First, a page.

The Kong Project: Shelling Day

In MY ARTICLES, My Farming Experiences, The Kong Project by James2 Comments

This past Saturday, November 7th, Kong Project members met at Hansol Farm to continue our journey from seed to sauce. Last time we were on the farm, three weeks prior, we harvested the soy plants. This time we’d be shelling, or removing the dried seeds from the pods. Traditionally this was done with a tool that is basically a long stick with a metal rod at the end. These tools are hard to find so we had to improvise with some plastic piping. The piping worked just fine and was a safer tool for us novices. There wasn’t much to it. We grabbed several plants, lied them on the plastic tarp and whacked them until all the beans popped out. It was actually a bit cathartic hitting the plants as there was no need to take it easy, the harder the better. After about three hours of whacking most of our work was done. The final step was to collect the beans and sift out the debris. We attempted to use a traditional basket called a 키 (key) to separate the beans from the dirt, but we learned there’s a bit of a learning curve to the technique. Kim Byung Soo, the head farmer at Hansol, fared better than those of us who tried. Eventually we ended up using some plastic baskets with holes as sifters and they did a decent enough job. In the end we estimated we collected around 8-10 kilos of beans for the day. All of our collective whacking could have been done in a matter of minutes with the modern machines people use today, but it wouldn’t have given us much to do and our goal was to do as much as we can the traditional way. About half of the soy plants were not dried enough to be shelled because they were planted in a different place on the farm and the timing and care was different. They’ll be shelled in a one or two weeks. The next step is for us to head back at the end of the month and boil the beans (for about six hours) them mash them into square blocks called meju, wrap them in straw, and hang them in a temperature controlled room for about two months. More on that next time.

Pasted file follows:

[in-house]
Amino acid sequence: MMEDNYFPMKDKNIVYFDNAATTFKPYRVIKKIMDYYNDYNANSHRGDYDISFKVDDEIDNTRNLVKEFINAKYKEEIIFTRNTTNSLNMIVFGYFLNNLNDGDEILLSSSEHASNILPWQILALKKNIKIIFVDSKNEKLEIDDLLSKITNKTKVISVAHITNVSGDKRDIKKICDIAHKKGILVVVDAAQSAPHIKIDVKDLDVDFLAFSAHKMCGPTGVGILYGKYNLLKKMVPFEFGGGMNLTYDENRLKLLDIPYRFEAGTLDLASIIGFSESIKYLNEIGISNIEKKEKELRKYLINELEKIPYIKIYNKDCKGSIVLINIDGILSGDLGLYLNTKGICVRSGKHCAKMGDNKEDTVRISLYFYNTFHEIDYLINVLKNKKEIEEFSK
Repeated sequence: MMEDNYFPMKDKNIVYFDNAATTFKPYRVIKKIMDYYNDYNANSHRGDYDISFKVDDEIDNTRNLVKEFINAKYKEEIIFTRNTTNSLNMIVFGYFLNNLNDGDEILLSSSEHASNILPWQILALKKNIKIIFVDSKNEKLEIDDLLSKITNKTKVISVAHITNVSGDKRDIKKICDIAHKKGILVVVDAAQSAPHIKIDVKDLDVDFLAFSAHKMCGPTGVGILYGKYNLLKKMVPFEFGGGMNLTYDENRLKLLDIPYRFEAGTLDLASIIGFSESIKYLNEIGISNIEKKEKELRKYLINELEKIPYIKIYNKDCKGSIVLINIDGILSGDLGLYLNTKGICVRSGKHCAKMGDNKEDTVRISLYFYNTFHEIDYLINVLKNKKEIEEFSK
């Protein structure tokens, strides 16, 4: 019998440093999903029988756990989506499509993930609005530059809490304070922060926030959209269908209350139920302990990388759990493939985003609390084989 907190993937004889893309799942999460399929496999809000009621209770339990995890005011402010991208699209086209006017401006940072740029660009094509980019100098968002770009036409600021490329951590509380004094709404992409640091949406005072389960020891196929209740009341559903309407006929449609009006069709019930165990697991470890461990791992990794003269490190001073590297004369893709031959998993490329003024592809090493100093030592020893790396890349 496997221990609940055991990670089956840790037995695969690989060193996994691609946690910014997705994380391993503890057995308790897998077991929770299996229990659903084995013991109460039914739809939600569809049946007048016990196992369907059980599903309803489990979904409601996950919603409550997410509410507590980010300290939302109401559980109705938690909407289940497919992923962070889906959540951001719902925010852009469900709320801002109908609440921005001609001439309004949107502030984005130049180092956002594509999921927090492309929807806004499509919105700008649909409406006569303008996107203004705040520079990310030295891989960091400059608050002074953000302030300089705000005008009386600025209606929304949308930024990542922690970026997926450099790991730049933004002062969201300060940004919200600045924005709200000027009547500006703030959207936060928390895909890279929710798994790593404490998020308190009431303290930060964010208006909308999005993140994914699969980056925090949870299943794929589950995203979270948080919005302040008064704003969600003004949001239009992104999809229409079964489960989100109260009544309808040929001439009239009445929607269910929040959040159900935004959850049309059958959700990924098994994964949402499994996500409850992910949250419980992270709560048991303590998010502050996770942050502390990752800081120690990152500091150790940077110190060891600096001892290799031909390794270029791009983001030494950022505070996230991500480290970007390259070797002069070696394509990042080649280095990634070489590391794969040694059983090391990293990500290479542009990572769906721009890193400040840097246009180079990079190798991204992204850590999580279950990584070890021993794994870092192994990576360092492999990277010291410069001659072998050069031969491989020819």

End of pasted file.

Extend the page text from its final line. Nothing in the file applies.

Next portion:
First half are dried and ready for shelling

First half are dried and ready for shelling

The ideal pod for shelling

The ideal pod for shelling

Whacking has commenced

Whacking has commenced

perfect soy beans

perfect soy beans

Byung Soo using the 키

Byung Soo using the 키

 

The crew collecting the shelled beans

The crew collecting the shelled beans

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Our bounty

The amazing lunch Euna, (Byung Soo's Wife) Prepared for us

The amazing lunch Euna, (Byung Soo’s Wife) Prepared for us

Comments

  1. Addye Thole

    James, great article update on “The Kong Project” !! It was good to see you & Byung Soo at the farm again. Loved all the pics. My fav. was watching the video of Byung Soo sift the dirt away from the soy beans! My beans would have been all over the ground-ha. It was good to see all the workers in the group pic as well. Such a tedious process and a great one for mastering patience as well I think. The pole whacking process of removing the soy beans had to have been a great stress releaser-ha. But something tells me those volunteers were at peace or they would not have been there in the first place. And looked like Euna prepared some super yummy food for everyone. I miss her and Byung Soo, they were some of the nicest and warm folks I have ever met. Great article and enjoyed reading about this process as well. Thanks for keeping us informed!!

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